Elizabeth Warren has announced her plan to break up Facebook, Google and Amazon. Plus any other tech companies that grow to such sizes. The idea has its faults – it’s unnecessary and silly and is just someone looking for something to do rather than solving an actual problem – but, to the amazement of all, it’s not entirely stupid. She’s managed to get some of the background economics here right even if the overall idea lacks any useful justification.
What she’s actually suggesting is something that we did very successfully in the electricity market. Sure, there’s the network part which is if not a monopoly certainly tends to concentrate economic power. Then there’s the market itself which operates over that network. As long as we make sure that those who own the network aren’t operating over it then we should be able to manage that concentration of economic power.
For example, we’ve the grid itself. OK, that’s naturally going to trend towards monopoly. But there’s no reason why electricity generation should so trend. Nor why selling to consumers over that network should. So, all we’ve got to do to create a nice competitive market – well, as good a one as we can given that trend toward monopoly in the network – is make sure that no one partaking of that market power gets to generate or sell the electricity. They can distribute over their monopoly, or they can generate or sell, but they can’t do all three.
Which is roughly enough what Warren is proposing – not entirely stupid:[perfectpullquote align=”full” bordertop=”false” cite=”” link=”” color=”” class=”” size=””] Democratic presidential candidate Sen. Elizabeth Warren has proposed breaking up the big tech giants, including Amazon, Facebook and Google, a move she says will help the “next generation of great American tech companies … flourish.” “I want a government that makes sure everybody — even the biggest and most powerful companies in America — plays by the rules,” Warren wrote in a blog post. “And I want to make sure that the next generation of great American tech companies can flourish. To do that, we need to stop this generation of big tech companies from throwing around their political power to shape the rules in their favor and throwing around their economic power to snuff out or buy up every potential competitor.” [/perfectpullquote]
We can see there what she really means. It’s that political power thing. How dare a couple of genii from a garage in California – or any such who have created massive value for consumers and thereby become wealthy – have the sort of political power that a not very good lawyer does have by conning voters? But, but, my power grab is sanctified by election, theirs is just through competence and that will never do.[perfectpullquote align=”full” bordertop=”false” cite=”” link=”” color=”” class=”” size=””] Her newest proposal falls right in line with that idea. In Friday’s post, Warren breaks her proposal down into “two major steps.” The first would be passing legislation that designates tech platforms with annual revenues surpassing $25 billion as utilities that “would be prohibited from owning both the platform utility and any participants on that platform.” “Amazon Marketplace, Google’s ad exchange, and Google Search would be platform utilities under this law,” she writes. “Therefore, Amazon Marketplace and Basics, and Google’s ad exchange and businesses on the exchange would be split apart. Google Search would have to be spun off as well.” [/perfectpullquote]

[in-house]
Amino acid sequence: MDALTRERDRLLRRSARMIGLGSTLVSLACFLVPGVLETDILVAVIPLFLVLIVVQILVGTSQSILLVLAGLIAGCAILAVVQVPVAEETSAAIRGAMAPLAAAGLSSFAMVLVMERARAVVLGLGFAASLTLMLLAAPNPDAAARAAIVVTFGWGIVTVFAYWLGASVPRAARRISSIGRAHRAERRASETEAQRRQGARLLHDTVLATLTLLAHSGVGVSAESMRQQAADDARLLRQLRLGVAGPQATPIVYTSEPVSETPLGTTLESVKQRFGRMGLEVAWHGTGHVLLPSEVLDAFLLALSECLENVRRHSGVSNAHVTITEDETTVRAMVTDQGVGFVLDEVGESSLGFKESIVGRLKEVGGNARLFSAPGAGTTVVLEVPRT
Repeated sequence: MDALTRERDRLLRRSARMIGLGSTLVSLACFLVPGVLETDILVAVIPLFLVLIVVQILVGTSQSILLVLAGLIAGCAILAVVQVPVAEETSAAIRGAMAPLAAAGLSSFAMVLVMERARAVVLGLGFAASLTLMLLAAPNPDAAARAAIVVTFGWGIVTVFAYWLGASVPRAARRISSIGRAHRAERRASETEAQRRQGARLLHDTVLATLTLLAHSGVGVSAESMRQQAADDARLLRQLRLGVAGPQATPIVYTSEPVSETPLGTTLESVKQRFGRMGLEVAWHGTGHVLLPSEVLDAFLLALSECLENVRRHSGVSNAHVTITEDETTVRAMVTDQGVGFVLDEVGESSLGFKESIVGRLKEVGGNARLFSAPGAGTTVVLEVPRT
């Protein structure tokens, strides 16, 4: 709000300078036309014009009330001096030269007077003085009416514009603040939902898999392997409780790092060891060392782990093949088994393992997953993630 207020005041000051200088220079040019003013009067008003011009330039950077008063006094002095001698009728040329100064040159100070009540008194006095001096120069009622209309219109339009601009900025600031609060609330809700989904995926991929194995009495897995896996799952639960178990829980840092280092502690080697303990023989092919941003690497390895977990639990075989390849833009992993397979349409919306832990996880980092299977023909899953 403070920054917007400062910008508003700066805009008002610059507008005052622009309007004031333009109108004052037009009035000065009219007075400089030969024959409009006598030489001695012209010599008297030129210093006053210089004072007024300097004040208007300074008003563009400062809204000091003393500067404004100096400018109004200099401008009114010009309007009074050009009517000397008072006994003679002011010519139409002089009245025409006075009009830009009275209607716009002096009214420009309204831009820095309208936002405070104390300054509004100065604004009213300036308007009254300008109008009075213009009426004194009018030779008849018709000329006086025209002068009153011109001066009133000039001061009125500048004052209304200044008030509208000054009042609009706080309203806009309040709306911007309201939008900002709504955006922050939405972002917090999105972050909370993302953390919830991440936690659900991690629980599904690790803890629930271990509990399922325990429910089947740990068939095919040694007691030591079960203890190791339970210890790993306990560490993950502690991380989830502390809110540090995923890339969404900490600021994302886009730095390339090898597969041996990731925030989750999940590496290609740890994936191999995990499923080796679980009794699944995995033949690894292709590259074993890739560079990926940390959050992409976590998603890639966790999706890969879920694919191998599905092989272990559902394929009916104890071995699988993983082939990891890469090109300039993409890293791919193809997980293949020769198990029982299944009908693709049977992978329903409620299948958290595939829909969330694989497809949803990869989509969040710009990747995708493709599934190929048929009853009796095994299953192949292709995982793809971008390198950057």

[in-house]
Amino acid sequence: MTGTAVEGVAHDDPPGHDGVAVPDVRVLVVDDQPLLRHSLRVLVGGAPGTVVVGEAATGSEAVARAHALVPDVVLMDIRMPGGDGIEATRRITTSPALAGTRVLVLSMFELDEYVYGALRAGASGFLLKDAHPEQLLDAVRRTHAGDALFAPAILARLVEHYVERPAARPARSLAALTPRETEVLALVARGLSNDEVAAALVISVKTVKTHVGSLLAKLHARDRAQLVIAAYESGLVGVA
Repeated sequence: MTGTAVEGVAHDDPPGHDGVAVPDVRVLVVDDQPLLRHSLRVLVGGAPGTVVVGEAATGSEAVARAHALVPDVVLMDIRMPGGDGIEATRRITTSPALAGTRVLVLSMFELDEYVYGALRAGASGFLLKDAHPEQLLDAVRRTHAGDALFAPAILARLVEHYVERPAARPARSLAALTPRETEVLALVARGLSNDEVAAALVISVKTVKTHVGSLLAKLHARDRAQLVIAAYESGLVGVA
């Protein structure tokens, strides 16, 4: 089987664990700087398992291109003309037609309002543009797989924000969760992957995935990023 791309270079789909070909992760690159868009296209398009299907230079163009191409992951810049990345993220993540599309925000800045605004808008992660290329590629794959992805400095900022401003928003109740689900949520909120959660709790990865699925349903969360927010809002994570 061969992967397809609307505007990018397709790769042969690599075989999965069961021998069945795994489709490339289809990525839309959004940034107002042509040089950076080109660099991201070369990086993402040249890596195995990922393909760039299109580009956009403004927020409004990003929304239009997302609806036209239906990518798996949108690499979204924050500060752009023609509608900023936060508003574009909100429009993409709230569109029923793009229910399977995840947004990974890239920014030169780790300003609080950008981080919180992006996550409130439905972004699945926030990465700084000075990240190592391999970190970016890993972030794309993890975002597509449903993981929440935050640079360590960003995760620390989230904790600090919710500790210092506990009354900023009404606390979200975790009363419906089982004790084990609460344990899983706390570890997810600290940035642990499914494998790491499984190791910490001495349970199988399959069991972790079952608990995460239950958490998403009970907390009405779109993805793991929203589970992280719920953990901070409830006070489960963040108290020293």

If she’s identified the problem correctly then that is a reasonable solution. That’s what I mean by her proposal not being entirely stupid. That she’s not identified the problem correctly makes it a bad proposal but that is different from the normal political problem of complete imbecility.[perfectpullquote align=”full” bordertop=”false” cite=”” link=”” color=”” class=”” size=””]Weak antitrust enforcement has led to a dramatic reduction in competition and innovation in the tech sector. Venture capitalists are now hesitant to fund new startups to compete with these big tech companies because it’s so easy for the big companies to either snap up growing competitors or drive them out of business. The number of tech startups has slumped, there are fewer high-growth young firms typical of the tech industry, and first financing rounds for tech startups have declined 22% since 2012.[/perfectpullquote]
That, however, is insane. Think of what she’s insisting upon there. The big tech companies buy up promising start ups. OK, great, and at times they do so. Which gives what incentive to VC funders? To fund start ups so that they then get bought up by the tech giants. In fact, there’s an entire little ecosystem that operates on just these incentives. A bright idea, a few seasoned people, instead of taking it to the boss to get funded internally they raise some cash and set up in the garage. 6 months later, when it looks like the idea works, they get bought out and they’re back in the big companies again. A few tens of millions richer, a level of management higher up and the VCs have a nice threefer to bank.
Which is why this specific complaint is insane. If big tech buys up start ups then that’s an incentive to invest in start ups. Not a dissuasion from doing so.
But then this is Liz Warren meeting economics so we know it’s going to stink in at least part.
The problem with the overall analysis though is that there’s no evidence of this restriction of innovation because of the control Big Tech has. Since there isn’t any evidence of consumer harm there’s no reason to take any action. Let’s go off and solve an actual problem instead, eh?